As an associate researcher I have limited possibilities and need to focus on topics which do not require labs or advanced equipment. Hence you will see some shifts to topics that can be done off-museum sites and within the limited financial resources available.
In general my interest is broad, but with taxonomy (also named systematics) as the main topic. From early on I have been interested in the distribution of species (i.e. biogeography) and evolutionary aspects (i.e. phylogenetics since DNA research became broadly available). Conservation issues, which mainly involve habitat destruction, are also a topic of interest. And finally, I’m interested in the history of biology as we all are ‘standing on the shoulders of giants’.
Oh, and did I already say it is mainly about the superfamily Orthalicoidea? This is a dominant group in the Neotropics, also occurring in South Africa, Australia and parts of Melanesia (i.e. a Gondwana distribution).
Current topics in focus
Systematics, ecology and evolution of Australian orthalicids
This is a project about systematics (morphology, anatomy), ecology, and molecular studies on the genus Bothriembryon. In cooperation with the Western Australian Museum (Corey Whisson and Lisa Kirkendale). Several papers are in progress or planned.
Anatomy in 3D
This project, in cooperation with the Natural History Museum in London (Jonathan Ablett, Dan Sykes), is using modern micro-CT techniques to study the anatomy of snails without invasive techniques, and is therefore very suited to apply to museum collections.
These (identical) files are an example of what is possible to attain:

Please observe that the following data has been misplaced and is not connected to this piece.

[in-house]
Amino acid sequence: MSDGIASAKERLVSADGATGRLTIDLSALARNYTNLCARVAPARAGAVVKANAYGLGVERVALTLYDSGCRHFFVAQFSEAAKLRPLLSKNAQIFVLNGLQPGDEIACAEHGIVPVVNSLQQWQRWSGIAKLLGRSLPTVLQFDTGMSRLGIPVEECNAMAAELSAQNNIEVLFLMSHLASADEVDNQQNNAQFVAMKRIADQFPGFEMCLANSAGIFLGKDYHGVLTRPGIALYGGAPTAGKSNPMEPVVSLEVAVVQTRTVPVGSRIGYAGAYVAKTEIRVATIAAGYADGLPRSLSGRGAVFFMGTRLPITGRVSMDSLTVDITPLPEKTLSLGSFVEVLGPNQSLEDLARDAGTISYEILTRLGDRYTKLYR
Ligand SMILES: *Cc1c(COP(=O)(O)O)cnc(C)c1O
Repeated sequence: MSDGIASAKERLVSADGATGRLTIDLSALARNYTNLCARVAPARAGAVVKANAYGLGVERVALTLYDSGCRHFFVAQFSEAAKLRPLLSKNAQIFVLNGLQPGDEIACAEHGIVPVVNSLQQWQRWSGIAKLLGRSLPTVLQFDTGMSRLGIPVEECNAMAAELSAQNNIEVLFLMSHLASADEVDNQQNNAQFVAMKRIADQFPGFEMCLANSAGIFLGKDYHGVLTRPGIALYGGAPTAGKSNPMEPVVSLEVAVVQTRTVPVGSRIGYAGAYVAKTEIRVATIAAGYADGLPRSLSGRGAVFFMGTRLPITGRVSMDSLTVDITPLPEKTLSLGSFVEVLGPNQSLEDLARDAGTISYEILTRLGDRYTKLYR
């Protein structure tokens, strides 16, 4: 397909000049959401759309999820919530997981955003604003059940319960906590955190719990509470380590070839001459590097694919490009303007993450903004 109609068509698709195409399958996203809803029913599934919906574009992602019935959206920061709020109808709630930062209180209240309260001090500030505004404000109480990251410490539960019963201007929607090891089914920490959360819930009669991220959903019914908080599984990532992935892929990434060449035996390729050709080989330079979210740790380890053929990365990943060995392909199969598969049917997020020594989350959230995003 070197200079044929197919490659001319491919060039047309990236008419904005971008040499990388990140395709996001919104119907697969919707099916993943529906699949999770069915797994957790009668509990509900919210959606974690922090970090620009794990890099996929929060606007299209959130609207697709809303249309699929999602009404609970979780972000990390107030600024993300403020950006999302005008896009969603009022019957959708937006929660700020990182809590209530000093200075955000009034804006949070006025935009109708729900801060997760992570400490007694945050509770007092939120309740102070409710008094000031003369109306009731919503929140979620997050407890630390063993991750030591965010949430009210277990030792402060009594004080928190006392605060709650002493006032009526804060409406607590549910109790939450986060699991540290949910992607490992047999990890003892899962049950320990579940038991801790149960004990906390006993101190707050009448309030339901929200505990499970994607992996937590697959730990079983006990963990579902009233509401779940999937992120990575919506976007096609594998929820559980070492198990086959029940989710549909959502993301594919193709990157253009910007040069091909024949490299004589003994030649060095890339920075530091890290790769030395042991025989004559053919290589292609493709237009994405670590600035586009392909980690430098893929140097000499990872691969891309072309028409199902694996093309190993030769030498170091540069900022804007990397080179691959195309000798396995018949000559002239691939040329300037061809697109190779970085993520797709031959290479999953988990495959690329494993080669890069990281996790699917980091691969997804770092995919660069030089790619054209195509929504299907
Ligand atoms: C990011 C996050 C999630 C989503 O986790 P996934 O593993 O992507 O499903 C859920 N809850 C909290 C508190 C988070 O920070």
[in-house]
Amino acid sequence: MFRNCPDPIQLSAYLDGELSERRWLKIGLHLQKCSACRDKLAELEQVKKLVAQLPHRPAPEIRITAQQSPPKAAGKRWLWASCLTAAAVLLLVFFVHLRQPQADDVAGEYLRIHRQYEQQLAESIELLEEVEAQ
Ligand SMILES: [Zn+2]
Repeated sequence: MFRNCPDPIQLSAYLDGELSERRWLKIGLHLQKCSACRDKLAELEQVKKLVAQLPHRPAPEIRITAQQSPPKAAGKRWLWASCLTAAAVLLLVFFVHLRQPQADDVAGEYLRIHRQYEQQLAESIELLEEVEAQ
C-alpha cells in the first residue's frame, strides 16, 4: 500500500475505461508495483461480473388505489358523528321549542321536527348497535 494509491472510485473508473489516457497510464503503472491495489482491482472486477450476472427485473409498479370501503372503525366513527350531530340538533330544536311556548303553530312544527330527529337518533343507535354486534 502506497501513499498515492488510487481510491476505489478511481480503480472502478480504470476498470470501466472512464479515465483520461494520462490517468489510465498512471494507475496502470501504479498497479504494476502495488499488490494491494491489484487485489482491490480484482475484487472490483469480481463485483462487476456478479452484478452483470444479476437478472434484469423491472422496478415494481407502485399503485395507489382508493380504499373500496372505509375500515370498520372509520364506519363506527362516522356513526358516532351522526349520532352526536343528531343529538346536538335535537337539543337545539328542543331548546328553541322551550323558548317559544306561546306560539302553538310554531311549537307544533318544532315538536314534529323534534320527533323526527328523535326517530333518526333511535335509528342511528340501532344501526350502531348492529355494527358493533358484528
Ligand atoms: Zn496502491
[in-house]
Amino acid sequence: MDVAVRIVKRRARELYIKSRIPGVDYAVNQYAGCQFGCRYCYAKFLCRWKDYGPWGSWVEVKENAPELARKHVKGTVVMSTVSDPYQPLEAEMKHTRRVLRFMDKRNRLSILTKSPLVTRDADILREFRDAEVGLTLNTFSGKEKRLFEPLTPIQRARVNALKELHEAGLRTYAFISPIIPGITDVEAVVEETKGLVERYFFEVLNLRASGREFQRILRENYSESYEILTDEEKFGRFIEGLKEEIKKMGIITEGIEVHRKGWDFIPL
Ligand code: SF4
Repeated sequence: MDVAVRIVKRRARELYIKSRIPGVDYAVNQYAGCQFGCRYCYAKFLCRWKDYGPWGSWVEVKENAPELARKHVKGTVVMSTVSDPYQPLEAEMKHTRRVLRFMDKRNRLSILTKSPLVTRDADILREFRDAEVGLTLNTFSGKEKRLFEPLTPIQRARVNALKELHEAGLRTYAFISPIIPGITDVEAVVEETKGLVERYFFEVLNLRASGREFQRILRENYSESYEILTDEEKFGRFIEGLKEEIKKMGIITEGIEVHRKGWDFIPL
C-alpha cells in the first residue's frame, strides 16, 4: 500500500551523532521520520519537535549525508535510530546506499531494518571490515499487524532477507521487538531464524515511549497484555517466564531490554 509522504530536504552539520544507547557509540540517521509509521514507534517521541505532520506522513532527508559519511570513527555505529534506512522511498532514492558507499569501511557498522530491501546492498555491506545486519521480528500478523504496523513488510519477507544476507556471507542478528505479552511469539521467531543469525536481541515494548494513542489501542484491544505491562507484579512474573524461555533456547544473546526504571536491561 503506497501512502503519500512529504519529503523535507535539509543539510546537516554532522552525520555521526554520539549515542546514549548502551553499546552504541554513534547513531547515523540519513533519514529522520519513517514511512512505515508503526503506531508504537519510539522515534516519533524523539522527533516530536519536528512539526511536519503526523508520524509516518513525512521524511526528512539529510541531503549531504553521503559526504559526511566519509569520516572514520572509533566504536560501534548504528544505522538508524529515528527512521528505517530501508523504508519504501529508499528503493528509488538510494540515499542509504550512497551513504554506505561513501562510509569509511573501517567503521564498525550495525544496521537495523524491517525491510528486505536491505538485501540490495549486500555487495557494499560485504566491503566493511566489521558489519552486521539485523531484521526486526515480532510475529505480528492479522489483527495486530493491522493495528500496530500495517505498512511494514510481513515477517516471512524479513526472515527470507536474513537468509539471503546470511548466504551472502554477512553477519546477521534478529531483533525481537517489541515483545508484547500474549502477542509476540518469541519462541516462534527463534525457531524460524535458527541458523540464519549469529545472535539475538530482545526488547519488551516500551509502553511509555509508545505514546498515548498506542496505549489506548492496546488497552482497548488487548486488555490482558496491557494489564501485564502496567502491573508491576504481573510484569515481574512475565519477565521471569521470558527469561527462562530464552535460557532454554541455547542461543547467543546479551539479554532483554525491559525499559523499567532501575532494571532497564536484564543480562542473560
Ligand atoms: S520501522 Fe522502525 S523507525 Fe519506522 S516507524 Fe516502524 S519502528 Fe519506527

(Keynote format) Satagembryon_video_uCT_KEY
(Powerpoint format) Satagembryon_video_uCT_PPT
Once downloaded, open the file of your choice with software that supports the format.
Land snails of Peru
The aim of this project is to present an overview of known data of Peruvian land snails, with emphasis on Orthalicoidea. In cooperation with Universidad Nacional Federico Villarreal (Valentín Mogollón).
Subproject’s of this project are focussing on mini-revisions of groups of species, or smaller genera, making use of an integrative approach of morphology, anatomy and, if material supplies allow, molecular studies.
Type material in historical collections
This is a project which resulted in several papers about the collections in Berlin, Brussels, and London, Geneva, plus one about the Australian species of Orthalicoidea. My research in Paris did not end up in a publication as the curator prefers to update their holdings online. Parts of this project have been funded under the EU-SYNTHESYS program. Studies in other museums are ongoing and (partly) privately funded.
Handwritings of malacologists
Closely linked to the topic of the historical collections, this project has been only scratched upon so far. As it is not very interesting for most researchers (“not hypothesis driven”) this project is doomed to be executed once the occasion arises.
Snails in art
Grown out of a serendipity search, this project has resulted in my blog huntingforsnails.wordpress.com and several publications.
Speciation ‘at work’
Under this heading my research is grouped on sudden morphological shell shape differences (‘carination’) in e.g. coastal areas of Peru, and speciation on isolated tepui areas in Venezuelan Guayana.